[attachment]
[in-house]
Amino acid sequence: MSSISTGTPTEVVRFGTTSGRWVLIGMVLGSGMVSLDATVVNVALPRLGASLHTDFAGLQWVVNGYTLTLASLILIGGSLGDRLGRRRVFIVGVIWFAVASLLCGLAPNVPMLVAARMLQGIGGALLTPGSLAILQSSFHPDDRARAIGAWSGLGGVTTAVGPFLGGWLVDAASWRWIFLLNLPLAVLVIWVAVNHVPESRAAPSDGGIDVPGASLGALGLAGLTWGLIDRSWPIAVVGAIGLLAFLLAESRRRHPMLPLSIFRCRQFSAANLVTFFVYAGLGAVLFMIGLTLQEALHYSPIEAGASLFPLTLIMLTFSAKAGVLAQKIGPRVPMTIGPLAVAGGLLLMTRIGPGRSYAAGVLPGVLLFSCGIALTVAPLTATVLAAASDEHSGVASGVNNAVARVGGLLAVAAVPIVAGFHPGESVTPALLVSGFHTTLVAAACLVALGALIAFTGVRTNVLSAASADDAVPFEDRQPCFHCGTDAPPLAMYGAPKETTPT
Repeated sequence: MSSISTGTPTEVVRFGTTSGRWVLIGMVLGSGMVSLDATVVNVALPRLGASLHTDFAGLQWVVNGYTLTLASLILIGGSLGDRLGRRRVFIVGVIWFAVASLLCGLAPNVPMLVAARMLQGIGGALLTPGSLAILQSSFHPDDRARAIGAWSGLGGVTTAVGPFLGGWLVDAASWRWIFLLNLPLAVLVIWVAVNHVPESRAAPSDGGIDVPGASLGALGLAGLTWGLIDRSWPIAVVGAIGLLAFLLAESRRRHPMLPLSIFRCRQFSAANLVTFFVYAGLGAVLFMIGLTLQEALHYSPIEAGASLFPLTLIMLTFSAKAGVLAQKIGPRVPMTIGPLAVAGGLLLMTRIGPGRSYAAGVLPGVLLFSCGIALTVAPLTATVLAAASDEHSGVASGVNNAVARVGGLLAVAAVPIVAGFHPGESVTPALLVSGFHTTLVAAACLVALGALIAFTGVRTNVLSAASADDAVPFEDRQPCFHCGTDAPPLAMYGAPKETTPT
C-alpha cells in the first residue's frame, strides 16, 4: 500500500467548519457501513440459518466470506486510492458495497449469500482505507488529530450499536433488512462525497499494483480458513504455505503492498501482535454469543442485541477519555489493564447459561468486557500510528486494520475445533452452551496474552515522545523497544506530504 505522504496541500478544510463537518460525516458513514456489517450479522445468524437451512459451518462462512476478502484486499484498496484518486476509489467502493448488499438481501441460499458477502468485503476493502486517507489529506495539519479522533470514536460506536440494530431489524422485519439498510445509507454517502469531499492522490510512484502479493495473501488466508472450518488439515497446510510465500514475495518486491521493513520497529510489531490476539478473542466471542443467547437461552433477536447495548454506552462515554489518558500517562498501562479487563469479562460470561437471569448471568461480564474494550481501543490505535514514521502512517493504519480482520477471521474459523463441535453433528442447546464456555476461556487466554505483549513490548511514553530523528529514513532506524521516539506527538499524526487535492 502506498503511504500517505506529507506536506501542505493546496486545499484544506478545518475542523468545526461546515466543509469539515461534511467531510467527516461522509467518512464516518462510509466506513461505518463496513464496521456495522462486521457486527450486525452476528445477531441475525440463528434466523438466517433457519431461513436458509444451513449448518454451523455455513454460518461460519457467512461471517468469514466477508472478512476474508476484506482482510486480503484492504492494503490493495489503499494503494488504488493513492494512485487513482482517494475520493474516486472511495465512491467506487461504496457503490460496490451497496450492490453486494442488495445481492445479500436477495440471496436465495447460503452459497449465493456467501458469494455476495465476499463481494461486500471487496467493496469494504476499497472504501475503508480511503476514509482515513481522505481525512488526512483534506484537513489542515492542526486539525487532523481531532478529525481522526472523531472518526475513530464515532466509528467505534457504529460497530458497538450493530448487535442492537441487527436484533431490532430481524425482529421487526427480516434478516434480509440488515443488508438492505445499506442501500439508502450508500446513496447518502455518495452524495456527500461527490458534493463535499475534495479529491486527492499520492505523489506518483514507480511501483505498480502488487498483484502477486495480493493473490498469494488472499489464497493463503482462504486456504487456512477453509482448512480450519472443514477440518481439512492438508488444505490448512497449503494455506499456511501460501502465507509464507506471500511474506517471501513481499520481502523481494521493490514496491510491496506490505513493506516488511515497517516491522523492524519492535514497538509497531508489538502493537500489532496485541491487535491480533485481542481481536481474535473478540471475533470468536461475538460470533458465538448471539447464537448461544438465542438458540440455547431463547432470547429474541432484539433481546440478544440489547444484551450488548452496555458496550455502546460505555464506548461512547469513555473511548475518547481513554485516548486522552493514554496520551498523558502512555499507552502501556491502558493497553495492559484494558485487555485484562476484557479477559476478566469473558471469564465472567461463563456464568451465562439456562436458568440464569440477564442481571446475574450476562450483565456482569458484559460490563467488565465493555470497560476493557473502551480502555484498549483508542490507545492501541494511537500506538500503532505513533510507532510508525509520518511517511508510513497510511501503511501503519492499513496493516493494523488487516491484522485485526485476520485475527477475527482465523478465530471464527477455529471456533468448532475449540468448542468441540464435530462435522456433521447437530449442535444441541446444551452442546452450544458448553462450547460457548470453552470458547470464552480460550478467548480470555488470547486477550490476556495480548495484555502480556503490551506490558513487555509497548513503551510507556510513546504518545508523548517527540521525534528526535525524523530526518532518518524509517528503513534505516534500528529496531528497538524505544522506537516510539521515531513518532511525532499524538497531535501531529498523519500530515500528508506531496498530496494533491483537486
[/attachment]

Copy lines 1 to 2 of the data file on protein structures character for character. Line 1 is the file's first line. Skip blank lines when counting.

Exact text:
[in-house]
Amino acid sequence: MSSISTGTPTEVVRFGTTSGRWVLIGMVLGSGMVSLDATVVNVALPRLGASLHTDFAGLQWVVNGYTLTLASLILIGGSLGDRLGRRRVFIVGVIWFAVASLLCGLAPNVPMLVAARMLQGIGGALLTPGSLAILQSSFHPDDRARAIGAWSGLGGVTTAVGPFLGGWLVDAASWRWIFLLNLPLAVLVIWVAVNHVPESRAAPSDGGIDVPGASLGALGLAGLTWGLIDRSWPIAVVGAIGLLAFLLAESRRRHPMLPLSIFRCRQFSAANLVTFFVYAGLGAVLFMIGLTLQEALHYSPIEAGASLFPLTLIMLTFSAKAGVLAQKIGPRVPMTIGPLAVAGGLLLMTRIGPGRSYAAGVLPGVLLFSCGIALTVAPLTATVLAAASDEHSGVASGVNNAVARVGGLLAVAAVPIVAGFHPGESVTPALLVSGFHTTLVAAACLVALGALIAFTGVRTNVLSAASADDAVPFEDRQPCFHCGTDAPPLAMYGAPKETTPT